Nacho Business by Mathiole (mathiole) is the design I like best this week, a silly concept that nails the execution. While the art looks rushed, this is part of its genius. Sometimes with comedy, particularly with puns, the more effort that appears to have been put into it, the less of a laugh it will get. That’s because it’s a form of humor that is reliant on seeming off-the-cuff, catching you by surprise. So this style supports the joke well, and despite seeming doodle-y there are actually a lot of smart details. For instance, having the nacho’s blood spill as cheese and break through the panel frame, and the way only a single cactus is needed to give the impression of an entire desert environment.
The Ghost of the Mountains by aparaat (aparaat) has a quiet sense of wonder about it that I find really appealing. Despite the low color count, most of the artwork feels very realistic- almost to the point where you expect to see the clouds drift across the scene, casting new shadows on the mountains below. And in the face of that photo-real feel, the art’s two more surreal elements (the ghost framing and the perfectly round hot air balloon) stand out all the more. An especially nice detail is that the passenger of the hot air balloon is peering through a telescope. I love that moment because it makes that character kind of a personification of the viewer, something that doesn’t belong in the scene (it’s a different style) but that enjoys and explores that environment. Neat!
As Night Falls by Grant Stephen Shepley (Gamma-Ray) is a new twist on the hourglass idea, showing night literally trickling from the top to the bottom like grains of sand. What makes this work for me is the spooky ambiance maintained throughout- there’s a gothic sensibility to the architecture, and the suggestion of a graveyard. The finishing touch that brings it all together is the specific way that night enters the daytime sky- not as grains of sand, but as a massive infestation of bats. Super creepy, and exactly the kind of art choice that ignites the imagination.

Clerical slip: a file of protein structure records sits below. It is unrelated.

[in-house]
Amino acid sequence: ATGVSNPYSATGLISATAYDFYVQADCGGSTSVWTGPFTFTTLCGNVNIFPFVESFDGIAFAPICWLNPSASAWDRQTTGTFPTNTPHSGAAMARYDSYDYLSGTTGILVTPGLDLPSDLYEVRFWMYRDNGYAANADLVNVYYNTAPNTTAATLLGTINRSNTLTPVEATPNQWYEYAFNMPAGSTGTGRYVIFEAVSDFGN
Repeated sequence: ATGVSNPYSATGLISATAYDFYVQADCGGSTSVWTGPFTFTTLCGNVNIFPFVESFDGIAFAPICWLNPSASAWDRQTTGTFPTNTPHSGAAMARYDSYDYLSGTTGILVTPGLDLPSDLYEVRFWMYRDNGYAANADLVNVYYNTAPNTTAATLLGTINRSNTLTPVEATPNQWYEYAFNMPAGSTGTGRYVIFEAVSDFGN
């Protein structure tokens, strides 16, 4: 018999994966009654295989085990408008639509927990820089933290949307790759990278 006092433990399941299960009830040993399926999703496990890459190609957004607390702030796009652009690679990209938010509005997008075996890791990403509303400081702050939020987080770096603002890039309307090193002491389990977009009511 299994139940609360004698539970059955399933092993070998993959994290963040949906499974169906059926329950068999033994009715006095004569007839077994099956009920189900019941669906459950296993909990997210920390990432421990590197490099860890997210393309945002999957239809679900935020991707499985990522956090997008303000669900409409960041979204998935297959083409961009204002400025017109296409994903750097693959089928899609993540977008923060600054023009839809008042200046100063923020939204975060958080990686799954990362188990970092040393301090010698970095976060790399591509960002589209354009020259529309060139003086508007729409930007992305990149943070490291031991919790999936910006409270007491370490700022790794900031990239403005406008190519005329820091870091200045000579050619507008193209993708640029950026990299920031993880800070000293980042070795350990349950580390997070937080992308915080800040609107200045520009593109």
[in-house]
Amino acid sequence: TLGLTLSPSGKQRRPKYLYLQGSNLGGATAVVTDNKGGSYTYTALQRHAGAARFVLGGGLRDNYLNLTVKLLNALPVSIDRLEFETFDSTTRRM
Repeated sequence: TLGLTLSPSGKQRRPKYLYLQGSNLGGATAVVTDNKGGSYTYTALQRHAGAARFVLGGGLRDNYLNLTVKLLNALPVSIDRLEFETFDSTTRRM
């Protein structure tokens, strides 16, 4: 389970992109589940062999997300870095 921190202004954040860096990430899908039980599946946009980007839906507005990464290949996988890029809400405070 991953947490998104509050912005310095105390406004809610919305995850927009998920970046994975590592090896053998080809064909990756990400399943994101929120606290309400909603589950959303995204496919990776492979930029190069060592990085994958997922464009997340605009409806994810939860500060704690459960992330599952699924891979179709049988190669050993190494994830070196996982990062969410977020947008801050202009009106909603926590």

Visit Mordor by Mathiole (mathiole) feels slightly weird to me as being the winner of the Landscapes contest, because while it certainly does show a landscape, it’s really the word Mordor and the association with Lord of the Rings that makes this design popular. In that sense, it makes more sense to me as a winner of a pop culture contest than as one about capturing an outdoor environment on a tee. After all, a pop culture shirt (or several!) prints at Threadless every week, but something truly glorifying landscapes is more rare. That said, there’s no doubt in my mind that this one will sell really well because it does a good job of subtly referencing the fandom while making attractive art that suits the vintage style of the poster style it mimics.
DEAL WITH IT by John Tibbott (quick-brown-fox) isn’t a design that appealed to me initially, largely because it felt like a pretty outdated reference. But what’s won me over a bit is how well constructed and thoughtful it is. For instance, there’s a slight fade above the sunglasses, giving the impression of the falling motion from the meme. And that’s not all, there’s also a pixel texture coloring all the white in the artwork (a smart choice because it gives a pixel effect without requiring strict adherence to the shape in the art’s letterforms and curves) and even a subtle swirl in the black areas that adds interest. Very polished.
Threadless prints new shirts every week, chosen from the designs submitted by and voted on by site members. Most winners earn 20% royalties based on net profit (paid monthly) and a $250 Threadless Gift Certificate.